Needless to say, all of this is much more difficult than buying an Xbox One or PlayStation 4, which of course don't do as much, but mostly just work. I think this is why most people choose to play AAA games on those consoles instead of getting into PC gaming.
Emanuel Maiberg, Motherboard Weekend Editor.
In your article about building a pc and how difficult it is I think you failed to mention something really important. Building is optional. There are many companies who will build for you for peanuts. The cost may still be slightly higher than consoles, but these aren't consoles.
They are work machines.
They are consoles.
They are TVs.
All rolled into one product. Stating that pc gaming is too hard to get into without mentioning pre built machines is ridiculous. Saying that things haven't changed without mentioning Steam machines and the push by the largest games platform on pc is just pain sloppy What it comes down to is one individual who attempted an unnecessary method of becoming a pc gamer. Trust me, ask me to build a games console and I will have the same experience. But I don't need to do the, I buy it pre built.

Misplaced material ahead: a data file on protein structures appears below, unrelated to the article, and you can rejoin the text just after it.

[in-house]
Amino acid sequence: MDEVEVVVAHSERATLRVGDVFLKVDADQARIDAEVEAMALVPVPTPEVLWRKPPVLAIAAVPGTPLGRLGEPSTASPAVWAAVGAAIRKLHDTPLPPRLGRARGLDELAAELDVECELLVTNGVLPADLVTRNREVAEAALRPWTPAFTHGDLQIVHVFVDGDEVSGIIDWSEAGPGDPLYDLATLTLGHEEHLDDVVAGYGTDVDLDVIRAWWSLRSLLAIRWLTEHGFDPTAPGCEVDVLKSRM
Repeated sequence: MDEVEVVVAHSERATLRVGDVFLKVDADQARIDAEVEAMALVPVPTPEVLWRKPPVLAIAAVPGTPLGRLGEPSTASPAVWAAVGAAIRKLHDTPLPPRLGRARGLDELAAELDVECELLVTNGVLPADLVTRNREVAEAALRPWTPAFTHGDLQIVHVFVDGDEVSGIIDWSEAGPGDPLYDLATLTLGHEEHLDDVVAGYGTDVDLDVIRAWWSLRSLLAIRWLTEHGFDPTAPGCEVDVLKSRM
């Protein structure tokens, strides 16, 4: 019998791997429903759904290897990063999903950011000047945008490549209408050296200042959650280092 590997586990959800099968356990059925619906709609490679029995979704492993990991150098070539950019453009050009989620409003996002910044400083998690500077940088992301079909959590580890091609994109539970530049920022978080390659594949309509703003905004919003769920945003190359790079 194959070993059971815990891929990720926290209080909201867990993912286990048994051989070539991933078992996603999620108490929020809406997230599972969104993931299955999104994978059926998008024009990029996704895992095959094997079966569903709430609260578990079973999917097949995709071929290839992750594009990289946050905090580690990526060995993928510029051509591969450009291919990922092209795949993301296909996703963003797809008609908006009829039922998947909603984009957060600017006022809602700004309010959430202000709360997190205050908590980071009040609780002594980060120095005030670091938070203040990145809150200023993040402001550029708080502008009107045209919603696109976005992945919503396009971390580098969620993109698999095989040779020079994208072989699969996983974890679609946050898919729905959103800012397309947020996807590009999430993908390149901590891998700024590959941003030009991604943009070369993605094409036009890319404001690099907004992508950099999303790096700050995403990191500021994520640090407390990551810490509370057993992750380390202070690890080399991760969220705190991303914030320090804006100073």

Thanks For reading,
I do mention pre-built PCs in my article, specifically CyberPower and Falcon NW. When I tried to buy the same parts in my build from CyberPower or parts of equal quality, the CyberPower option was $300 more expensive, and on other sites that price was even higher.
I have tried this option before. In 2005 my little brother was getting a new gaming PC and we tried another pre-built PC supplier, iBuyPower. For whatever reason, the video card was dead on arrival. I don't know why. But what you'll discover at this point if you bought your PC from one of these companies is that it's crucial that they have great customer service and return policies. These vary a lot from company to company (requiring another level of research), and no matter what you do, you're still going to be navigating a call center, shipping out defective parts (or the entire computer!) and waiting for replacements. I've been there. It sucks.
First off, I'm a bit disappointed that I'm seeing this article coming from a website called "motherboard". This is some propaganda I would have expected to come from IGN, if anywhere, let alone a website named after one of the central required components to a PC. If you are going to spew filth like this, consider changing your name to something like "PaidJournalism" or "We <3 IGN".